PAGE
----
17. 17. Cross-Institutional e-Laboratory Scattered parts, Subject specific / General resources Fragmented Landscape 101 Innovations in Scholarly Communication - the Changing ResearchWorkflow, Boseman and Kramer, 2015,
  18. 18.
  19. 19. Research Objects Compound Investigations, Research Products Multi-various Products, Platforms/Resources Units of exchange, commons, contextual metadata
  20. 20. First class citizens - data, software, methods - id, manage, credit, track, profile, focus A Framework to Bundle and Relate (scattered) resources Metadata Objects that carry Research Context Research Objects
  21. 21. • closed <-> open • local <-> alien • embed <-> refer • fixed <-> fluid • nested • multi –typed, stewarded, sited, authored • span research, researchers, platforms, time • cite? resolve? steward?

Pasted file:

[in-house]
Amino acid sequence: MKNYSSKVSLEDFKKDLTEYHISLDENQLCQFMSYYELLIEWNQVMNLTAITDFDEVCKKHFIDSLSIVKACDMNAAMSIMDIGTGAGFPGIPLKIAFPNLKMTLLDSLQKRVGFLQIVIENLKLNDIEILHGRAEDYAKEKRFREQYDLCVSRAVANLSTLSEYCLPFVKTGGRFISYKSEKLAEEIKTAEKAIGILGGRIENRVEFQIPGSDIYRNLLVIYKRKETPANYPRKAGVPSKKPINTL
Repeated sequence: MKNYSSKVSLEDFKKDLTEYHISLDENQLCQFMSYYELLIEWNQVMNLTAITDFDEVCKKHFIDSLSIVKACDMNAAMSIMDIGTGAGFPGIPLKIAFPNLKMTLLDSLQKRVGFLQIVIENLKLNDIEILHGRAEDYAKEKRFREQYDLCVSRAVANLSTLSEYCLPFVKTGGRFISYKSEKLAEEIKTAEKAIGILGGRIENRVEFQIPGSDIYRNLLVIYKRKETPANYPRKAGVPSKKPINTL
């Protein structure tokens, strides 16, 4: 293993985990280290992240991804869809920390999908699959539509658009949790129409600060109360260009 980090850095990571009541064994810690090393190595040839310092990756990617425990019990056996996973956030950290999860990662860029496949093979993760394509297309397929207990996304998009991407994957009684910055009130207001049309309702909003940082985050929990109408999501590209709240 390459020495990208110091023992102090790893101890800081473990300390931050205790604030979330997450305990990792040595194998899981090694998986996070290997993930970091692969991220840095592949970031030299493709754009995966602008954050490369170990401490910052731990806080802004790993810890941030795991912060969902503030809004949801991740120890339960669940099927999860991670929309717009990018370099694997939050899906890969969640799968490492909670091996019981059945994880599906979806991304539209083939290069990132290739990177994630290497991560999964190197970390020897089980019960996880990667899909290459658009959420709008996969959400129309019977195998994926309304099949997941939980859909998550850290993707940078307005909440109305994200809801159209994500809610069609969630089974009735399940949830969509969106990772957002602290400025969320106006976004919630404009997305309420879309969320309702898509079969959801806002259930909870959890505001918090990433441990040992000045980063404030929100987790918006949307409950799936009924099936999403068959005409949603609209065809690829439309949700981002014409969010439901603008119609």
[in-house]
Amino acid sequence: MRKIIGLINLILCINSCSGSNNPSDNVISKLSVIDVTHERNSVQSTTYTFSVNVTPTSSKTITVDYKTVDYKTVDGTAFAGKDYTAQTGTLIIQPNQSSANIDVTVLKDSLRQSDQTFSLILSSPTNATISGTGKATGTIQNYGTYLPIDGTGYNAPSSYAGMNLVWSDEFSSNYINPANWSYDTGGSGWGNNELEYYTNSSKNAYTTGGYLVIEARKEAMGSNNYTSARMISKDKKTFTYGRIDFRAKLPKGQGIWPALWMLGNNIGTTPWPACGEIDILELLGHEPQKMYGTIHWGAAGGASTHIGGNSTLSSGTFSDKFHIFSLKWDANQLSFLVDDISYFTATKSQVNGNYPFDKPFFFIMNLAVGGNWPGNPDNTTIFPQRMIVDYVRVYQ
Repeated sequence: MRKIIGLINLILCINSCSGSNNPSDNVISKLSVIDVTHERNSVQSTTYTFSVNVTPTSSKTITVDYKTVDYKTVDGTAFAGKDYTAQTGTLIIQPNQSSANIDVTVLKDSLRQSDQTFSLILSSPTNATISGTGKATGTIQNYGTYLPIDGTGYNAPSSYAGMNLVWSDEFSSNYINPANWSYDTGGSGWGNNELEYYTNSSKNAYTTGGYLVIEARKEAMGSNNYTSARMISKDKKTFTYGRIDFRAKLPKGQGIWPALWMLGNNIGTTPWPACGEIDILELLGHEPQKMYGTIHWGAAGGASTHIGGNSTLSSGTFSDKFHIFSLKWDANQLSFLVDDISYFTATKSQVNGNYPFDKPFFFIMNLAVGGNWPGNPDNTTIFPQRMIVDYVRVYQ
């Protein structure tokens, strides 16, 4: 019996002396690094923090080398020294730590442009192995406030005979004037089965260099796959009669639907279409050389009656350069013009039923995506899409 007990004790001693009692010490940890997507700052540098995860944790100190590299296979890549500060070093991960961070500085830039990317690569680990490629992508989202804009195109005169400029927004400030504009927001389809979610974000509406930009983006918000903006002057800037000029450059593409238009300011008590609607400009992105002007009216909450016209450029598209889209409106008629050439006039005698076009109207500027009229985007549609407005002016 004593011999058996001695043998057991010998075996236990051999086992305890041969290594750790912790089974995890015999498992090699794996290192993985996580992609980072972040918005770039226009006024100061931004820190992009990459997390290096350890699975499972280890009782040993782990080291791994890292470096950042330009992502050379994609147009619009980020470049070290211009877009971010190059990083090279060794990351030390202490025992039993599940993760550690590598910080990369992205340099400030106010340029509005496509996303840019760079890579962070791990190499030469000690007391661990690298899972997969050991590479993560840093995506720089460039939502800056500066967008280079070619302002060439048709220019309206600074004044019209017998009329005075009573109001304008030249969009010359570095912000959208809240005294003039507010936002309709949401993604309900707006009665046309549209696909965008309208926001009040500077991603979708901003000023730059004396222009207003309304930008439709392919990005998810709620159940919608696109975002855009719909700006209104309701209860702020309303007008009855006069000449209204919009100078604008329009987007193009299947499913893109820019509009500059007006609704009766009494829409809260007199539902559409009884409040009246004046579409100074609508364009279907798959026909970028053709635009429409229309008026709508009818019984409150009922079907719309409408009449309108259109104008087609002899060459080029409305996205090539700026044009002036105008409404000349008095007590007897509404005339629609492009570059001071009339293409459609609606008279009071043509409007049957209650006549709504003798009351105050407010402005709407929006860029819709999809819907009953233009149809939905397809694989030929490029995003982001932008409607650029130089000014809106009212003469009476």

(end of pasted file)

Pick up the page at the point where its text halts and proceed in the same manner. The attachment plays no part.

22. 22. Goble, De Roure, Bechhofer, Accelerating KnowledgeTurns, I3CK, 2013 means ends driver
  23. 23. Research Object packages codes, study, and metadata to exchange descriptions of clinical study cohorts, statistical scripts, data (CKAN for the Farr Commons). STELAR Asthma e-Lab: StudyTeam for Early Life Asthma Research coded patient cohorts exchanged with NHS FARSITE system MRC funded multi-site collaboration to support safe use of patient and research data for medical research STELAR e-Lab Platform 1 Platform 2 Platform 3
  24. 24. Focus, Pivot and Profile Profile around methods, workflows, scripts, software, data, figures….